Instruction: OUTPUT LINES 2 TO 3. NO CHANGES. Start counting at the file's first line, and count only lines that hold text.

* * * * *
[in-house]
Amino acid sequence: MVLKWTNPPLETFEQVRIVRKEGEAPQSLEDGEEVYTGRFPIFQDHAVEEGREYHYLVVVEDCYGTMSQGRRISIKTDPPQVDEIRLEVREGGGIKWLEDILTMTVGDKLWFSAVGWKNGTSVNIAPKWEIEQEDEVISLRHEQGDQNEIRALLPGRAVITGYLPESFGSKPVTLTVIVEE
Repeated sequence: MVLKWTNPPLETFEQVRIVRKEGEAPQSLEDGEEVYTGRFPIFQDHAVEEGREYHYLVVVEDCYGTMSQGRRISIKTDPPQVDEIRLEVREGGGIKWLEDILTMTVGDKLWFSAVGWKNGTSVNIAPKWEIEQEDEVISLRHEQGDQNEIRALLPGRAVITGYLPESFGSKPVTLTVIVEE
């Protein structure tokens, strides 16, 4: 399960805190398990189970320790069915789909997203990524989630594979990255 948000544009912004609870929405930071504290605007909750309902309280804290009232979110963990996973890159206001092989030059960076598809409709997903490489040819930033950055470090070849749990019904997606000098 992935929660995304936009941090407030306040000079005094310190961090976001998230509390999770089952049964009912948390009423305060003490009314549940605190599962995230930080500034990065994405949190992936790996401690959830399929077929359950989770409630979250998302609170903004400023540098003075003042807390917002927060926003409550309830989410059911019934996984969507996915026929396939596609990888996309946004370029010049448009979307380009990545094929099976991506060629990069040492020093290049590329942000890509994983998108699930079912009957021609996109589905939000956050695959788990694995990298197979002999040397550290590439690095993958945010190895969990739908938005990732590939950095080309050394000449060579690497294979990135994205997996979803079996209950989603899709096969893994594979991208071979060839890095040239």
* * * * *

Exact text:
Amino acid sequence: MVLKWTNPPLETFEQVRIVRKEGEAPQSLEDGEEVYTGRFPIFQDHAVEEGREYHYLVVVEDCYGTMSQGRRISIKTDPPQVDEIRLEVREGGGIKWLEDILTMTVGDKLWFSAVGWKNGTSVNIAPKWEIEQEDEVISLRHEQGDQNEIRALLPGRAVITGYLPESFGSKPVTLTVIVEE
Repeated sequence: MVLKWTNPPLETFEQVRIVRKEGEAPQSLEDGEEVYTGRFPIFQDHAVEEGREYHYLVVVEDCYGTMSQGRRISIKTDPPQVDEIRLEVREGGGIKWLEDILTMTVGDKLWFSAVGWKNGTSVNIAPKWEIEQEDEVISLRHEQGDQNEIRALLPGRAVITGYLPESFGSKPVTLTVIVEE